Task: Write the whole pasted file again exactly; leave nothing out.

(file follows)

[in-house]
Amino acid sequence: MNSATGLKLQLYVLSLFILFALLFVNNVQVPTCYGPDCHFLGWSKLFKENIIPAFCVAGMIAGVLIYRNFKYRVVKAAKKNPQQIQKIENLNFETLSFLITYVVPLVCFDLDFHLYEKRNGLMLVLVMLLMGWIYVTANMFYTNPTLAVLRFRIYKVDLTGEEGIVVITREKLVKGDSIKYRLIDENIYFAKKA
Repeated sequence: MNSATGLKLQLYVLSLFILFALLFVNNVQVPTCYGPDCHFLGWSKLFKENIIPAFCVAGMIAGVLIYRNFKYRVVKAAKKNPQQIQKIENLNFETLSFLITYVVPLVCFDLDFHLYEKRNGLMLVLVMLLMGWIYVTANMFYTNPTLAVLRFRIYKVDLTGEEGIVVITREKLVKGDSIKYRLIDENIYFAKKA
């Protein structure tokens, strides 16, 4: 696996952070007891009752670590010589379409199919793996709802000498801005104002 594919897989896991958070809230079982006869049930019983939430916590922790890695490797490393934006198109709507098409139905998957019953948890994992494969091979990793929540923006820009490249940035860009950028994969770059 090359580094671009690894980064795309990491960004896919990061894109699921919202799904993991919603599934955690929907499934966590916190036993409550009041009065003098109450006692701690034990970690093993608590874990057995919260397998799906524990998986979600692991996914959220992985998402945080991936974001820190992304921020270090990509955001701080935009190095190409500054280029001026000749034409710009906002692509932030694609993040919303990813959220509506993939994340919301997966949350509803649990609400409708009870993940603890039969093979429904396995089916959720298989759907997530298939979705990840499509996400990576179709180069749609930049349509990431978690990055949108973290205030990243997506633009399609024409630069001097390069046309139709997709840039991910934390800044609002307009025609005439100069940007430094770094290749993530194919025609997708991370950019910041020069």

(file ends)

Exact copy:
[in-house]
Amino acid sequence: MNSATGLKLQLYVLSLFILFALLFVNNVQVPTCYGPDCHFLGWSKLFKENIIPAFCVAGMIAGVLIYRNFKYRVVKAAKKNPQQIQKIENLNFETLSFLITYVVPLVCFDLDFHLYEKRNGLMLVLVMLLMGWIYVTANMFYTNPTLAVLRFRIYKVDLTGEEGIVVITREKLVKGDSIKYRLIDENIYFAKKA
Repeated sequence: MNSATGLKLQLYVLSLFILFALLFVNNVQVPTCYGPDCHFLGWSKLFKENIIPAFCVAGMIAGVLIYRNFKYRVVKAAKKNPQQIQKIENLNFETLSFLITYVVPLVCFDLDFHLYEKRNGLMLVLVMLLMGWIYVTANMFYTNPTLAVLRFRIYKVDLTGEEGIVVITREKLVKGDSIKYRLIDENIYFAKKA
């Protein structure tokens, strides 16, 4: 696996952070007891009752670590010589379409199919793996709802000498801005104002 594919897989896991958070809230079982006869049930019983939430916590922790890695490797490393934006198109709507098409139905998957019953948890994992494969091979990793929540923006820009490249940035860009950028994969770059 090359580094671009690894980064795309990491960004896919990061894109699921919202799904993991919603599934955690929907499934966590916190036993409550009041009065003098109450006692701690034990970690093993608590874990057995919260397998799906524990998986979600692991996914959220992985998402945080991936974001820190992304921020270090990509955001701080935009190095190409500054280029001026000749034409710009906002692509932030694609993040919303990813959220509506993939994340919301997966949350509803649990609400409708009870993940603890039969093979429904396995089916959720298989759907997530298939979705990840499509996400990576179709180069749609930049349509990431978690990055949108973290205030990243997506633009399609024409630069001097390069046309139709997709840039991910934390800044609002307009025609005439100069940007430094770094290749993530194919025609997708991370950019910041020069």